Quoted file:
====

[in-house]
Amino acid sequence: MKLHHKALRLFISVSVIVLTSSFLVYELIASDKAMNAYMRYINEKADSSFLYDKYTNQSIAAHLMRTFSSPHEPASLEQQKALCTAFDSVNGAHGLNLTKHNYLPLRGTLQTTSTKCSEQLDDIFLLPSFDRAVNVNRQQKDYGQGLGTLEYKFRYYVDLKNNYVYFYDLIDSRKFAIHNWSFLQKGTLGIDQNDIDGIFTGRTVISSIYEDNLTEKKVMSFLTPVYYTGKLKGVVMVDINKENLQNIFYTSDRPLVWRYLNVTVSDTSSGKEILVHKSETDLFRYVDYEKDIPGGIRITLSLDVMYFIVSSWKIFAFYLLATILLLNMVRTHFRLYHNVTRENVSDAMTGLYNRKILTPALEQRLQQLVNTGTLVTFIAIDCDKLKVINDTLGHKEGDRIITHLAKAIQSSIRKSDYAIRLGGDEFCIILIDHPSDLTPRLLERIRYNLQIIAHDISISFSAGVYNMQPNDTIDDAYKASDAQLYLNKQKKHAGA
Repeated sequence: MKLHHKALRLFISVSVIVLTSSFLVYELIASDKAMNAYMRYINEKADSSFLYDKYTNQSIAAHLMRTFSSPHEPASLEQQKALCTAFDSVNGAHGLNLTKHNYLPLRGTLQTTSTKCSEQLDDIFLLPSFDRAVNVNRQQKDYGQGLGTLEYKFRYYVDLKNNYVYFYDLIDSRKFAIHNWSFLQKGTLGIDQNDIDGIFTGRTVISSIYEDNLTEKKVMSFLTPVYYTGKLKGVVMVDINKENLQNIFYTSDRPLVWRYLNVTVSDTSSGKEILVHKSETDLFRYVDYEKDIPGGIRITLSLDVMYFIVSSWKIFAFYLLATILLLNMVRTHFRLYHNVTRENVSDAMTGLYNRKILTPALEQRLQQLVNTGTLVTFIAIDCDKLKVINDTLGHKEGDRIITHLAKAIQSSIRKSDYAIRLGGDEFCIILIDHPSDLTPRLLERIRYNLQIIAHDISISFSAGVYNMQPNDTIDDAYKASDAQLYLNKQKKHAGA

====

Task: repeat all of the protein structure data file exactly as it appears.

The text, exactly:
[in-house]
Amino acid sequence: MKLHHKALRLFISVSVIVLTSSFLVYELIASDKAMNAYMRYINEKADSSFLYDKYTNQSIAAHLMRTFSSPHEPASLEQQKALCTAFDSVNGAHGLNLTKHNYLPLRGTLQTTSTKCSEQLDDIFLLPSFDRAVNVNRQQKDYGQGLGTLEYKFRYYVDLKNNYVYFYDLIDSRKFAIHNWSFLQKGTLGIDQNDIDGIFTGRTVISSIYEDNLTEKKVMSFLTPVYYTGKLKGVVMVDINKENLQNIFYTSDRPLVWRYLNVTVSDTSSGKEILVHKSETDLFRYVDYEKDIPGGIRITLSLDVMYFIVSSWKIFAFYLLATILLLNMVRTHFRLYHNVTRENVSDAMTGLYNRKILTPALEQRLQQLVNTGTLVTFIAIDCDKLKVINDTLGHKEGDRIITHLAKAIQSSIRKSDYAIRLGGDEFCIILIDHPSDLTPRLLERIRYNLQIIAHDISISFSAGVYNMQPNDTIDDAYKASDAQLYLNKQKKHAGA
Repeated sequence: MKLHHKALRLFISVSVIVLTSSFLVYELIASDKAMNAYMRYINEKADSSFLYDKYTNQSIAAHLMRTFSSPHEPASLEQQKALCTAFDSVNGAHGLNLTKHNYLPLRGTLQTTSTKCSEQLDDIFLLPSFDRAVNVNRQQKDYGQGLGTLEYKFRYYVDLKNNYVYFYDLIDSRKFAIHNWSFLQKGTLGIDQNDIDGIFTGRTVISSIYEDNLTEKKVMSFLTPVYYTGKLKGVVMVDINKENLQNIFYTSDRPLVWRYLNVTVSDTSSGKEILVHKSETDLFRYVDYEKDIPGGIRITLSLDVMYFIVSSWKIFAFYLLATILLLNMVRTHFRLYHNVTRENVSDAMTGLYNRKILTPALEQRLQQLVNTGTLVTFIAIDCDKLKVINDTLGHKEGDRIITHLAKAIQSSIRKSDYAIRLGGDEFCIILIDHPSDLTPRLLERIRYNLQIIAHDISISFSAGVYNMQPNDTIDDAYKASDAQLYLNKQKKHAGA